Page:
*implied Stor:Aur 249, Gift 122, 123, 354
von Prittwitz und Gaffron, Otto Friedrich Wilhelm Ludwig (born 1824 in Kreisewitz, died 1872 in Brieg on Odra): German lawyer ("Kgl. preußischer Justizrat") and amateur naturalist in Silesia, now Poland, who between 1842 and 1871 published around twenty entomological papers, most of them on butterflies and moths of the Silesian fauna; two were on the appearance of European Lepidoptera in America. There is a skipper named for him, Adopaeoides prittwitzi Plötz, 1884 [Hesperiidae, Hesperiinae], the Sunrise Skipper, in W Texas, SE Arizona and Mexico. Recently also a genus of Nymphalidae, Ithomiinae has been called for him, Prittwitzia Brown & Ebert, 1970, with Prittwitzia hymenaea Prittwitz, 1865 as the type-species.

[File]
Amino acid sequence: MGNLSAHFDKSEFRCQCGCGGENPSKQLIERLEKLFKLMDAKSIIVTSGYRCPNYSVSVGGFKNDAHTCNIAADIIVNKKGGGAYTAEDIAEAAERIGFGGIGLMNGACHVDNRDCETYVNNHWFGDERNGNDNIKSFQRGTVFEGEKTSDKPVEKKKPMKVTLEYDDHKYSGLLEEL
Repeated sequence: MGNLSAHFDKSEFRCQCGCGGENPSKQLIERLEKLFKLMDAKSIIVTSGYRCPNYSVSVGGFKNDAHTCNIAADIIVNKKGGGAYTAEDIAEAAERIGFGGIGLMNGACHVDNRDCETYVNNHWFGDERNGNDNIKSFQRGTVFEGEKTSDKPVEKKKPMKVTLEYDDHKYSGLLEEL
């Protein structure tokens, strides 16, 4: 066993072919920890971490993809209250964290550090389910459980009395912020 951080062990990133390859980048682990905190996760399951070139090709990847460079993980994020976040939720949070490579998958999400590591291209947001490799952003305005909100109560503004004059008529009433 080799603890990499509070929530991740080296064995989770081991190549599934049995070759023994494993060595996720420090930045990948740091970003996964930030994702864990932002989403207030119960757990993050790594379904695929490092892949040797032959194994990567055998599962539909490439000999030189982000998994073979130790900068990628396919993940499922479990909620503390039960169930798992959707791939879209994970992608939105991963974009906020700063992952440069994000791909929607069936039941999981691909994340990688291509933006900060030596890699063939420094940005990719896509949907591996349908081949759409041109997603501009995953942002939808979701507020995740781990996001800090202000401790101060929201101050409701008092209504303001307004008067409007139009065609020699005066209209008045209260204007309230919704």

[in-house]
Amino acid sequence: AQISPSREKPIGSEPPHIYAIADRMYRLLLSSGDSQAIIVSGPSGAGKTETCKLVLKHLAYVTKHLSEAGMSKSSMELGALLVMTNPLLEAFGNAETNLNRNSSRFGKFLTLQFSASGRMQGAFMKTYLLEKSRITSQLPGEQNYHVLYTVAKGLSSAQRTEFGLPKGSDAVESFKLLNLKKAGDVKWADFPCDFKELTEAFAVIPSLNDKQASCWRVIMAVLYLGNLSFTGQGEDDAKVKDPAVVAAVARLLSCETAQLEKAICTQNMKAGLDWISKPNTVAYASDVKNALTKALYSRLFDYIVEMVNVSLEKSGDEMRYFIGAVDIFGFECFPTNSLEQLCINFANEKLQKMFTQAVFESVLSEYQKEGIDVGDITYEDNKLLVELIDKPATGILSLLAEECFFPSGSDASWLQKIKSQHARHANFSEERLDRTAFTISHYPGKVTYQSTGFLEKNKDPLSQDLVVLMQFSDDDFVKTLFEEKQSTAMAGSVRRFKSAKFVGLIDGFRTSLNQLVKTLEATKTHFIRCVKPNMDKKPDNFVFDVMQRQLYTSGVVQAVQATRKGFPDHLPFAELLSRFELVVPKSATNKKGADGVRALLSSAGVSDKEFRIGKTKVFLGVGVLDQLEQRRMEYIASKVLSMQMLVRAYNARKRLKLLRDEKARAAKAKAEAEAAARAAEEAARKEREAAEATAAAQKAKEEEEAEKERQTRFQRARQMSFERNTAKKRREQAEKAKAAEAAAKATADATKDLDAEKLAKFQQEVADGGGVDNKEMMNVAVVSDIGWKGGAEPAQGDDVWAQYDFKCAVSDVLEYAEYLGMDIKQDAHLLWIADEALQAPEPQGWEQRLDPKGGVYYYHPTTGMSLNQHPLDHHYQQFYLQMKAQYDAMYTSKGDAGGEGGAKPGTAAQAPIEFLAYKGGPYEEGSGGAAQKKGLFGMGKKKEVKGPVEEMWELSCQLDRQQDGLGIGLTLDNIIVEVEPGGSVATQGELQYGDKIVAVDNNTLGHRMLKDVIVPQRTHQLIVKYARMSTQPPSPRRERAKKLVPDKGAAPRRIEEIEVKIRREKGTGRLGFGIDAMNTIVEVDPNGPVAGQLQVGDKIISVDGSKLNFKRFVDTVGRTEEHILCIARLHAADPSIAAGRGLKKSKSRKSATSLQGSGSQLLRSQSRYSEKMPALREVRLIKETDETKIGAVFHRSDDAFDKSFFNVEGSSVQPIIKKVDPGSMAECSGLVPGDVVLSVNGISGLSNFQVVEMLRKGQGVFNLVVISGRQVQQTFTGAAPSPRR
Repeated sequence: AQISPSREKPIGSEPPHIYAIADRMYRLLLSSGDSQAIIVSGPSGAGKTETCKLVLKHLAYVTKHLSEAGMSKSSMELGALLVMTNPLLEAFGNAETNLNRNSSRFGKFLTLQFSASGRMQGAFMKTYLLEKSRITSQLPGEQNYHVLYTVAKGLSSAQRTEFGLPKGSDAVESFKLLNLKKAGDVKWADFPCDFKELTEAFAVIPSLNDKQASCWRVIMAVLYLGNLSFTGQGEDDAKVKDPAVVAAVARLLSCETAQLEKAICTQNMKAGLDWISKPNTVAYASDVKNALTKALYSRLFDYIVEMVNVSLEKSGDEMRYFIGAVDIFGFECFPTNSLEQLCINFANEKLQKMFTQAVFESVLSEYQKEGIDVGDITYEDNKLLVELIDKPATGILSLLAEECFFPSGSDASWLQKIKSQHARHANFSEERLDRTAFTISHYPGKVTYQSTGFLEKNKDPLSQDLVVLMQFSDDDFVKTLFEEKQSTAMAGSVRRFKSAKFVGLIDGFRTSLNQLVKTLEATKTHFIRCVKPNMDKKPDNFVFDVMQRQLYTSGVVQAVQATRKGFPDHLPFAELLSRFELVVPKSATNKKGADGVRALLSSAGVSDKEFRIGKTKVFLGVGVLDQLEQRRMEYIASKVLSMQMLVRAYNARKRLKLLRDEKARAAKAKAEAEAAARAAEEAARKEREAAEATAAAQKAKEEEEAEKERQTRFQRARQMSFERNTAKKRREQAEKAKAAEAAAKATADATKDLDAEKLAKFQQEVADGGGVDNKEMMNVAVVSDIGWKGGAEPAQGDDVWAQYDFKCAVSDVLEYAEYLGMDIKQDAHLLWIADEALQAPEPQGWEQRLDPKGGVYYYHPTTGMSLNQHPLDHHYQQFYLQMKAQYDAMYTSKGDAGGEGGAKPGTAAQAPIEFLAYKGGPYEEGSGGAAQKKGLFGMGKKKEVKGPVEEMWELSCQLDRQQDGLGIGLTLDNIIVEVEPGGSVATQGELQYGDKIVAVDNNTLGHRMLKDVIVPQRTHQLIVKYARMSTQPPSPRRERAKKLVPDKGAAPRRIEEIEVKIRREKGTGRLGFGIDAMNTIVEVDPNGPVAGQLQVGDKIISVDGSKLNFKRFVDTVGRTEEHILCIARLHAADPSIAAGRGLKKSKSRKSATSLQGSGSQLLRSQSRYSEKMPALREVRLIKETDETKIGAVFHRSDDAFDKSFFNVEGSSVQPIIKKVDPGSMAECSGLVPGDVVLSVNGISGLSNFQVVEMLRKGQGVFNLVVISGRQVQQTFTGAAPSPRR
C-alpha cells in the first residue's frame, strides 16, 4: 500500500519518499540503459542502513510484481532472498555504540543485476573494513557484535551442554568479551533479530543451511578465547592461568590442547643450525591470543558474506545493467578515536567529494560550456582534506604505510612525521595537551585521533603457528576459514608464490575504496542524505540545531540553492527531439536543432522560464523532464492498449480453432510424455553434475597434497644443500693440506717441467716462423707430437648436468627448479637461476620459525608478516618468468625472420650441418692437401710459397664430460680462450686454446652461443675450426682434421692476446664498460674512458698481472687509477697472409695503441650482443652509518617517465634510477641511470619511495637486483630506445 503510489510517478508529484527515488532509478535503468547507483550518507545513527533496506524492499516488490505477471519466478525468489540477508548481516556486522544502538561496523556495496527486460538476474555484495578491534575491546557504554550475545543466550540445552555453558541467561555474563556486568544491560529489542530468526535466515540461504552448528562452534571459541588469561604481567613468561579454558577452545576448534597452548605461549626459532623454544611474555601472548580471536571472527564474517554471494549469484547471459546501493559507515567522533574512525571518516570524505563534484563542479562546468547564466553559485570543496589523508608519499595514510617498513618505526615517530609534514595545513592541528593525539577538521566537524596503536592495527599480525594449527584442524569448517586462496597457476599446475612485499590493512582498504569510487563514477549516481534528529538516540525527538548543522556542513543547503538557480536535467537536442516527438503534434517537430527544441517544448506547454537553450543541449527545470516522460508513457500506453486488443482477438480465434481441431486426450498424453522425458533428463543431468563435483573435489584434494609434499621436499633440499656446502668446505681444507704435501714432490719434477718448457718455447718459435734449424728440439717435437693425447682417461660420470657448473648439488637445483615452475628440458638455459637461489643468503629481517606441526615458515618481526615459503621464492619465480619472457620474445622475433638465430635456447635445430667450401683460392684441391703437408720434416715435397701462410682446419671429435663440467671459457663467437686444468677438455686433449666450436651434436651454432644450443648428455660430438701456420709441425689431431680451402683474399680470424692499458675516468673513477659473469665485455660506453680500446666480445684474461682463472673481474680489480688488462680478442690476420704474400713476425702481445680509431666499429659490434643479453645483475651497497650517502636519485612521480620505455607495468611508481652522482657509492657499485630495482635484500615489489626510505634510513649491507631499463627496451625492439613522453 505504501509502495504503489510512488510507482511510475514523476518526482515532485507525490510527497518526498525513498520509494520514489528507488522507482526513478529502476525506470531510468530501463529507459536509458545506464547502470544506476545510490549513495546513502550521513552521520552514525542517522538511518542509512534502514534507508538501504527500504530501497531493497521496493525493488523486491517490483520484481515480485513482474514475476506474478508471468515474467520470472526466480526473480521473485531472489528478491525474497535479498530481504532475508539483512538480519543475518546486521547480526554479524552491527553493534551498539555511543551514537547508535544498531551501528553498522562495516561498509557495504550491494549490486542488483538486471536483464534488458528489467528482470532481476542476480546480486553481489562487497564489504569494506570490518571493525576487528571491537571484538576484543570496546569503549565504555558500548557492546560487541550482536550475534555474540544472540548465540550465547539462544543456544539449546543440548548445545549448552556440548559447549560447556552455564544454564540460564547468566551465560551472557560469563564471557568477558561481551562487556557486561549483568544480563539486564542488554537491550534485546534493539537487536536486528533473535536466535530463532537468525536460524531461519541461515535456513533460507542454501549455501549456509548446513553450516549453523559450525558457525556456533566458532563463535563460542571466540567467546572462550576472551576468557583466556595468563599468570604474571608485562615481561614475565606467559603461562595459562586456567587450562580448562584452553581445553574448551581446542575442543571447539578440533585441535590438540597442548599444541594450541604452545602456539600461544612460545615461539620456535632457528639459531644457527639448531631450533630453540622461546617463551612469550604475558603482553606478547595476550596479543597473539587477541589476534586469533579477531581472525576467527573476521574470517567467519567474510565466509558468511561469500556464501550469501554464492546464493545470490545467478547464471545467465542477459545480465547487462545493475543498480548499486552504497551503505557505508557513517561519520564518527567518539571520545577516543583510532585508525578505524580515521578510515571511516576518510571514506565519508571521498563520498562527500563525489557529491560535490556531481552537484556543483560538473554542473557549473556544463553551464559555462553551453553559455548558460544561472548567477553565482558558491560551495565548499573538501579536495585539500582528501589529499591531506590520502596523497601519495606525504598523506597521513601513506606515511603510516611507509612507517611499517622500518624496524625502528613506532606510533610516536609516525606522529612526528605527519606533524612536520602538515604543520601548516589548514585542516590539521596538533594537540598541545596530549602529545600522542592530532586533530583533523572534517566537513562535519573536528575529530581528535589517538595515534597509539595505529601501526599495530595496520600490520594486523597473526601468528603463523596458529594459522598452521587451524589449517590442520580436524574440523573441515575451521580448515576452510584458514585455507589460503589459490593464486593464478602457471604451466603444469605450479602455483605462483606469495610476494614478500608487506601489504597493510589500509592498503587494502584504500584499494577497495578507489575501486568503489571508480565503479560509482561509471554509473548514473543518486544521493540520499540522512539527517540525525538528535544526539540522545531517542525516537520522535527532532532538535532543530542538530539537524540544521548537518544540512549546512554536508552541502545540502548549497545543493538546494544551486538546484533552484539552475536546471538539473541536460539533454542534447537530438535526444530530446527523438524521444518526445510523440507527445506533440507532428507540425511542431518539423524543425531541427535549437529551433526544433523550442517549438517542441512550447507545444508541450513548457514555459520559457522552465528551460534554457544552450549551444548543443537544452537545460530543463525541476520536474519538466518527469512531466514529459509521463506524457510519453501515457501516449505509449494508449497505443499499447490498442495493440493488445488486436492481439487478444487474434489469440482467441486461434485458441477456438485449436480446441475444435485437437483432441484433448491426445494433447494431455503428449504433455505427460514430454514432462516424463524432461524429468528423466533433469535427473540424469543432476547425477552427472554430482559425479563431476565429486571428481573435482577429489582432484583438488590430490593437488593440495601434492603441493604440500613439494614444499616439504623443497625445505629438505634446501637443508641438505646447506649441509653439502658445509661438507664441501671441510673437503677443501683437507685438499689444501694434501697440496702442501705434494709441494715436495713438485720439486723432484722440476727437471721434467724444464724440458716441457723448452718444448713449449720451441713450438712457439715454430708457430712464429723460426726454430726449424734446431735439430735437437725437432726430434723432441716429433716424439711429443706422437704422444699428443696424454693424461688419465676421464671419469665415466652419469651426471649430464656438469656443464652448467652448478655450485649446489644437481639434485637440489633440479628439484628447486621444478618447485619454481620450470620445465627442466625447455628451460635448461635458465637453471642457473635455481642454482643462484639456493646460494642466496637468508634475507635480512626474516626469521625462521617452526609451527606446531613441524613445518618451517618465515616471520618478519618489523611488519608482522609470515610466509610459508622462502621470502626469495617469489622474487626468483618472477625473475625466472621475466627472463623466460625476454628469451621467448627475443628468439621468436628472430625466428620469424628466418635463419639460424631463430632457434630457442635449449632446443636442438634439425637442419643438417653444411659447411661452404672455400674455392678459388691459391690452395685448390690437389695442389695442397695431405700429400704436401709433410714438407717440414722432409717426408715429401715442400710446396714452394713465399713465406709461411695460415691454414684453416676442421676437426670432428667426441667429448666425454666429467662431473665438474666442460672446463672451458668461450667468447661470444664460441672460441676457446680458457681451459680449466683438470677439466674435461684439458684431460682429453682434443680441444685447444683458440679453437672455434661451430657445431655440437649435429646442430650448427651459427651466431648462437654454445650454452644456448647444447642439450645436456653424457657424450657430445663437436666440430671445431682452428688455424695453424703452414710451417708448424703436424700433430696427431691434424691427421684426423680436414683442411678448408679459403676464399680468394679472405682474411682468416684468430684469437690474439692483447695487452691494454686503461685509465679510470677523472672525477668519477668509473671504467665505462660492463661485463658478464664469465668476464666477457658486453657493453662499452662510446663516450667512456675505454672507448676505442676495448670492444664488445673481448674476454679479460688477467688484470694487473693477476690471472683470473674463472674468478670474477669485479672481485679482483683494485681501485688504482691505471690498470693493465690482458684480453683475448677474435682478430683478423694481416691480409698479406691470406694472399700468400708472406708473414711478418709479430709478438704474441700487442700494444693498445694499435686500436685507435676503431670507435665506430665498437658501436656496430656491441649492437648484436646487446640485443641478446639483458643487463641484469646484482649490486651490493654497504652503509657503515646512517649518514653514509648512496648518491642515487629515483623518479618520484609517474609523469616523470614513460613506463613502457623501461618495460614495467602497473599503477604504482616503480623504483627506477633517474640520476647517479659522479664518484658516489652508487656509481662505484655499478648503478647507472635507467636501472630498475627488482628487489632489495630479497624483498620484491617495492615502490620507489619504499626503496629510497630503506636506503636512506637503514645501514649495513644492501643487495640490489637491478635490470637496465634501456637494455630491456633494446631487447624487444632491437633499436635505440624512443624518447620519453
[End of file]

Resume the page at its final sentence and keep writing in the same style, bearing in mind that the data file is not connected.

Przhevalski, Nikolai Mihailovich (born 1839 in the province of Smolensk, died at Karakol in Kyrgyzstan, on the eve of his fifth expedition into Central Asia): colonel, then major general in the Russian army, geographer and explorer. Przhevalski organized and energetically led five major expeditions of several years duration each: one to the Ussuri region (1867-69), the other four to Central Asia: (1) to Mongolia, the Tangut region and the deserts of N Tibet (1870-73); (2) from Kulja (Yining) to the Tian Shan and the Lop Nur (1876-77); (3) from Zajsan to Hami, the Nanshan, the Qaidam basin, Tibet and the Kokonor (1879-80); (4) from Kiakhta (south of Lake Baikal) across Mongolia to the sources of the Huang He, the Kunlun Shan and again the Lop Nur (1883-85). Przhevalski died on November 1, 1888 at the age of 49 after contracting typhoid fever from imprudently or wilfully drinking water from the Chu River during a tiger hunt near Bishkek. In 1893, a large stone monument was erected on his grave by Lake Ysyk-Köl, 7 miles W of Karakol. Przhevalski had intended to make Karakol the starting point of his fifth C Asian expedition that was meant to finally reach Lhasa, the forbidden capital of Tibet. Nabokov thus makes Konstantin Godunov, in The Gift, set out from here in his place. In the books that issued from his travels, Przhevalski thoroughly described the regions explored: relief, rivers and lakes, climate, flora and fauna, sometimes the people. His zoological interest and expertise was in birds and mammals, not in insects. He brought back 1,700 species of plants, 218 of which proved to be new, and 7,500 animal specimens, among them the wild camel of C Asia, the wild yak and the wild horse that bears his name (Equus przewalskii). Przhevalski had his mind set on science. Politically he was a chauvinist, convinced of the moral superiority of Europeans over Asiatics, hoping for a war against China that would incorporate much of "Turkestan" into the Russian Empire. Personally he was an outdoors man, a passionate hunter and a misanthrope who tried to avoid society and intensely disliked the indigenous populations of the countries he explored, especially the Chinese. Some of his personality traits are mirrored in Konstantin Godunov. The books Nabokov drew most from for Godunov's travels in The Gift were Mongoliia i strana tangutov; trekhletnee puteshestvie v vostochnoi nagornoi Azii (Mongolia, the Tangut country and the solitudes of Northern Tibet, 1876) and Ot Kiakhti na istoki Zheltoi reki, issledovanie servernoi okrainy Tibeta i put cherez Lob-nor po basseinu Tarima, 1888 (From Kiakhta to the Sources of the Yellow River, the exploration of the northern border zone of Tibet and the route by way of Lop-Nor across the Tarim Basin, the accounts of his second and fourth Central Asian expedition.